v 1 = Speed ​​of pump inlet (m / s)
v 2 = Speed ​​of pump outlet (m / s)
ρ = density of the conveyed medium (kg / m³)
g = acceleration due to gravity 9.81 (m / s²)
H P. = Pump delivery head (m)
z 1 = Height of pump inlet (m)
z 2 = Height of pump outlet (m)
p 1 = Pump inlet pressure (Pa)
p 2 = Pump outlet pressure (Pa)
v 1 = Speed ​​of pump inlet (m / s)
v 2 = Speed ​​of pump outlet (m / s)
ρ = density of the conveyed medium (kg / m³)
g = acceleration due to gravity 9.81 (m / s²)

The density therefore only determines the pressure p generated in the pump. p = pump pressure (Pa)
ρ = density of the conveyed medium (kg / m³)
g = acceleration due to gravity 9.81 (m / s²)
HP. = Pump delivery head (m)
p = pump pressure (Pa)
ρ = density of the conveyed medium (kg / m³)
g = acceleration due to gravity 9.81 (m / s²)
HP. = Pump delivery head (m)

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The head HA. the system consists of the following parts:
Geodetic head is the difference in height between the liquid level on the suction and pressure side. If the pressure line opens above the liquid level, the center of the outflow cross-section is referred to.
Manometric pressure difference is the difference between the pressure levels above the liquid level on the suction and pressure side for at least one closed container.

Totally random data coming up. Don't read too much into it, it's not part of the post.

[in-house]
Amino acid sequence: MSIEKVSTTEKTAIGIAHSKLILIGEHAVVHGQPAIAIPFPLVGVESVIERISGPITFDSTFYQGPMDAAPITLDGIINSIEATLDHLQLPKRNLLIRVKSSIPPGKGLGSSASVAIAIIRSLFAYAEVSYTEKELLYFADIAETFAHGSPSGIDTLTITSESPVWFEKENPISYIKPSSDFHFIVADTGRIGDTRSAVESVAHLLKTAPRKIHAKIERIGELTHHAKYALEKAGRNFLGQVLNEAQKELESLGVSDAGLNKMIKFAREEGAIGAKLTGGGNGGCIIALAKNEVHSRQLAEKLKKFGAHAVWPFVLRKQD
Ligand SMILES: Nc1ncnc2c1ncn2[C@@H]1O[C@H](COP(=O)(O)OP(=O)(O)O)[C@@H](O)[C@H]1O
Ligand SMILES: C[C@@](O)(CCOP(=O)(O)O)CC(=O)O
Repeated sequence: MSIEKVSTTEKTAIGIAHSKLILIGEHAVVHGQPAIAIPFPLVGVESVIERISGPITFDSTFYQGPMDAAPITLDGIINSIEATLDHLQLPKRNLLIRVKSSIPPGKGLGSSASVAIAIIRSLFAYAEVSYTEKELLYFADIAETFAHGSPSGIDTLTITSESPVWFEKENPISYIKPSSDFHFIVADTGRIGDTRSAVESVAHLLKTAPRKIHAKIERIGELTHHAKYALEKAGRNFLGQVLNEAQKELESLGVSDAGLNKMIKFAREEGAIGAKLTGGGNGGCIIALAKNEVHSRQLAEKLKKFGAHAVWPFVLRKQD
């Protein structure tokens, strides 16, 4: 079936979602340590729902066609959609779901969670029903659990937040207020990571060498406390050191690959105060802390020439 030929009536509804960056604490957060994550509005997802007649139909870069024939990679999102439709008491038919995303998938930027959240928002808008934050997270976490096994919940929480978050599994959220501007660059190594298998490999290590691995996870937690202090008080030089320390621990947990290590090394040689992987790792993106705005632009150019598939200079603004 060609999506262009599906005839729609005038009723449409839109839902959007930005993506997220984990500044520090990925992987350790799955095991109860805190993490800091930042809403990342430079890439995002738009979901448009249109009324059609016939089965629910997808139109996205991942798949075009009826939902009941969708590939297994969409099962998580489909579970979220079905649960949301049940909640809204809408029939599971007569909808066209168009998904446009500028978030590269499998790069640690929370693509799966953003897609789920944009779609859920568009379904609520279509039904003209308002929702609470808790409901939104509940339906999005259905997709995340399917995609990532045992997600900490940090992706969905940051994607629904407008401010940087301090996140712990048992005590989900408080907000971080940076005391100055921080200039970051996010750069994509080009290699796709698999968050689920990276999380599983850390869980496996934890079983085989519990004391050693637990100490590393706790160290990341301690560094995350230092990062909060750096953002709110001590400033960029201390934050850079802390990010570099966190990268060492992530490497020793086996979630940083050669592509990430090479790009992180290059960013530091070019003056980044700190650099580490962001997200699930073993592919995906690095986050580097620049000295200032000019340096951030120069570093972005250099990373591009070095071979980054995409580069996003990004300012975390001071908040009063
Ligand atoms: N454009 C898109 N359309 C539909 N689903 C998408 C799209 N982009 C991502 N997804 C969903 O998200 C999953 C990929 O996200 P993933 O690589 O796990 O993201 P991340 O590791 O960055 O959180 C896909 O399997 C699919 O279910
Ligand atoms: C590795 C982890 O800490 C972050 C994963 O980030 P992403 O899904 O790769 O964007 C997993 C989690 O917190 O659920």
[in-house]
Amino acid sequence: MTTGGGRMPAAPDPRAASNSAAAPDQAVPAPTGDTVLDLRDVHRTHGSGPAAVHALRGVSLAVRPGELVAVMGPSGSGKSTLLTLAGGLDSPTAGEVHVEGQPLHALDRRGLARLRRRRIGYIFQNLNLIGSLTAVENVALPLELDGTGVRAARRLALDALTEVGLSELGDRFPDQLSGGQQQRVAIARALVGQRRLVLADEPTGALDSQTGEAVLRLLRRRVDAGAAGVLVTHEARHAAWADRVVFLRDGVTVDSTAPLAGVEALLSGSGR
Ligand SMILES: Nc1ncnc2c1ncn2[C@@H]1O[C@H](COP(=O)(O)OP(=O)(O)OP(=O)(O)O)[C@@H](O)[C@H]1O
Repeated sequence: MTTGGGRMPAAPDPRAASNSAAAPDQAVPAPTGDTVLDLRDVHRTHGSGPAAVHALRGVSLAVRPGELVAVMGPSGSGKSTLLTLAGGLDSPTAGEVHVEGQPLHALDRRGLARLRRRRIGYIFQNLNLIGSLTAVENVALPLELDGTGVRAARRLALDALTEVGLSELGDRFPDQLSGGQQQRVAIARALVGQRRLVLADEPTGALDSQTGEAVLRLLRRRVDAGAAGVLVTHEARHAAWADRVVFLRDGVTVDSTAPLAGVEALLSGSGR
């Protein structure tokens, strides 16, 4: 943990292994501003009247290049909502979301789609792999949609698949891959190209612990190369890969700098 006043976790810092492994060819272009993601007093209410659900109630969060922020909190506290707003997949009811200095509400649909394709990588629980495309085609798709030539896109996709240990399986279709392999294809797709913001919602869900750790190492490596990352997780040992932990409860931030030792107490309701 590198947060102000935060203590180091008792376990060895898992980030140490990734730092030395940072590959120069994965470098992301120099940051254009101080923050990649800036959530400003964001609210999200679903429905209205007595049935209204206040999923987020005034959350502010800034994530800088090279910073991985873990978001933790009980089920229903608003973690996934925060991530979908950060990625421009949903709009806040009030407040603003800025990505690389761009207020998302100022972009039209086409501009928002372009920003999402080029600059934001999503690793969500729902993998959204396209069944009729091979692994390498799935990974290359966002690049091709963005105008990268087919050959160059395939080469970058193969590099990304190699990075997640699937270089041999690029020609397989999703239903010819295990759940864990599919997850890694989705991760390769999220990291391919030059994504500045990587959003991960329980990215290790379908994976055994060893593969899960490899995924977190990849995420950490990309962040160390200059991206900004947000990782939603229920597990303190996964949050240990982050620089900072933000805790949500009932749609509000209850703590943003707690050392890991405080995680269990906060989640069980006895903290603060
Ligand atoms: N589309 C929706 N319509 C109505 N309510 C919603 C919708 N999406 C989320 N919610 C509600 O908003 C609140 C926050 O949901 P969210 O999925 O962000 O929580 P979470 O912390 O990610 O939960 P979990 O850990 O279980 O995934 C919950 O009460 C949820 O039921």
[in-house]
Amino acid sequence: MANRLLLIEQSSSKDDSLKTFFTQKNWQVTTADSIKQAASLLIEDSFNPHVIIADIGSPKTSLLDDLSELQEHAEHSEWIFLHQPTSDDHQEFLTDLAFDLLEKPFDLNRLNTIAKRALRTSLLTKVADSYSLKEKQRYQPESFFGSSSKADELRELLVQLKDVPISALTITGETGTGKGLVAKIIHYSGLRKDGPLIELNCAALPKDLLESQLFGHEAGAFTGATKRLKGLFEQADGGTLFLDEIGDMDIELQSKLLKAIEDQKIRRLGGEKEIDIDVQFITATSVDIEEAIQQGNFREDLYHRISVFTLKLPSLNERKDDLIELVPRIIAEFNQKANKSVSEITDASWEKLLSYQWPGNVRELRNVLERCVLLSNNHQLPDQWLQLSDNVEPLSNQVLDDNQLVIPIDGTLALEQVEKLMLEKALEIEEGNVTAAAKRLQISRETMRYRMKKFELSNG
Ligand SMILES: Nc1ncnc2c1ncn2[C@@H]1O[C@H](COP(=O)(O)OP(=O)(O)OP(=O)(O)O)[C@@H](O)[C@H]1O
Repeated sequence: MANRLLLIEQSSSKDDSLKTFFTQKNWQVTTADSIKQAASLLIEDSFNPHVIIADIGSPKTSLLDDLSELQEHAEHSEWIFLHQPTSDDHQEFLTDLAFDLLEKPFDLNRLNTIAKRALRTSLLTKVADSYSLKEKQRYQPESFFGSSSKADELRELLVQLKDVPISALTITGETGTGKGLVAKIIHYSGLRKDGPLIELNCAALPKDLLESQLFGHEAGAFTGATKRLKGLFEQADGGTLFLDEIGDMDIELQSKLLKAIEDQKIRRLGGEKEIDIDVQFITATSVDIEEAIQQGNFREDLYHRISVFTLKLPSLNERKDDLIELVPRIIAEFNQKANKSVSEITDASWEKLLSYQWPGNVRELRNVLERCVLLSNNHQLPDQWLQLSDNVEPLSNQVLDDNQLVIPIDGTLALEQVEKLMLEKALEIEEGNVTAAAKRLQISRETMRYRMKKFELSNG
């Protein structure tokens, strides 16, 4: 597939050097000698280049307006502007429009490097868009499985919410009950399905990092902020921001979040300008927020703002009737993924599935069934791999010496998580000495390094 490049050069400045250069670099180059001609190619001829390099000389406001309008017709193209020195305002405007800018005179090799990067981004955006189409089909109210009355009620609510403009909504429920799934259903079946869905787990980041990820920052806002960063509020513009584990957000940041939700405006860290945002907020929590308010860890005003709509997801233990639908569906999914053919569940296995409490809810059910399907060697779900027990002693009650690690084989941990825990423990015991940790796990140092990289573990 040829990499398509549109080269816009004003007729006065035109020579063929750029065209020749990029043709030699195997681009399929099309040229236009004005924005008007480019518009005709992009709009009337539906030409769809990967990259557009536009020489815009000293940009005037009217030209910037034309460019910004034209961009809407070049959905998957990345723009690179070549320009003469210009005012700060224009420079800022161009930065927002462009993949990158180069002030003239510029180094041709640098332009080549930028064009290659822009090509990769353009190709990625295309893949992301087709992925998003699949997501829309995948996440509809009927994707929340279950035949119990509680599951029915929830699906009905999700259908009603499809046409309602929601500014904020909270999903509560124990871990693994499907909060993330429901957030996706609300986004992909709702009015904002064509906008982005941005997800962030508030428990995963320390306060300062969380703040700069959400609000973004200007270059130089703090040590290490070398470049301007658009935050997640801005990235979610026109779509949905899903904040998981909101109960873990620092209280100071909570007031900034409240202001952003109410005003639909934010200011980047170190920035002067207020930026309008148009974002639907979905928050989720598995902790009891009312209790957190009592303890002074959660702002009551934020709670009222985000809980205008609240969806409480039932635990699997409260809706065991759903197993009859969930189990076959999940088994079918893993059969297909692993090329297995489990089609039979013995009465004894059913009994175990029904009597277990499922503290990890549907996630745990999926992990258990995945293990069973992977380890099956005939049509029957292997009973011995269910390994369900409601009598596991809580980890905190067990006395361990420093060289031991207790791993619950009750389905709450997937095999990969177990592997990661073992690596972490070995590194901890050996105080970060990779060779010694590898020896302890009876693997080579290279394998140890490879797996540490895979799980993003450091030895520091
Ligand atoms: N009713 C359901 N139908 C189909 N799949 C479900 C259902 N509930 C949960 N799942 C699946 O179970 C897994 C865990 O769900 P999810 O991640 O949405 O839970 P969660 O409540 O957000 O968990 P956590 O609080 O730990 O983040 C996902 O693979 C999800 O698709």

Difference in speed level is the difference in speeds in the containers. Can be neglected in practice.
Head losses are the sum of the flow resistances in pipes, fittings, fittings, etc. in the suction and pressure lines as well as the inlet and outlet losses, which in practice are referred to as pressure losses in the system.
The delivery head H results from all four componentsA. the plant  H A. = System delivery head (m)
H geo = geodetic height difference between
Outlet and inlet cross-section (m)
p e = Pressure in the tank on the suction side (Pa)
p a = Pressure in the pressure-side container (Pa)
v e = Speed ​​in the tank on the suction side (m / s)
v a = Speed ​​in the pressure-side container (m / s)
ρ = density of the conveyed medium (kg / m³)
g = acceleration due to gravity 9.81 (m / s²)
H v = Pressure head loss due to flow losses
and pipeline components (m)
p v = System pressure loss according to Hv (Pa)

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### Geodetic height difference  ### Calculation program: pressure loss and delivery head calculation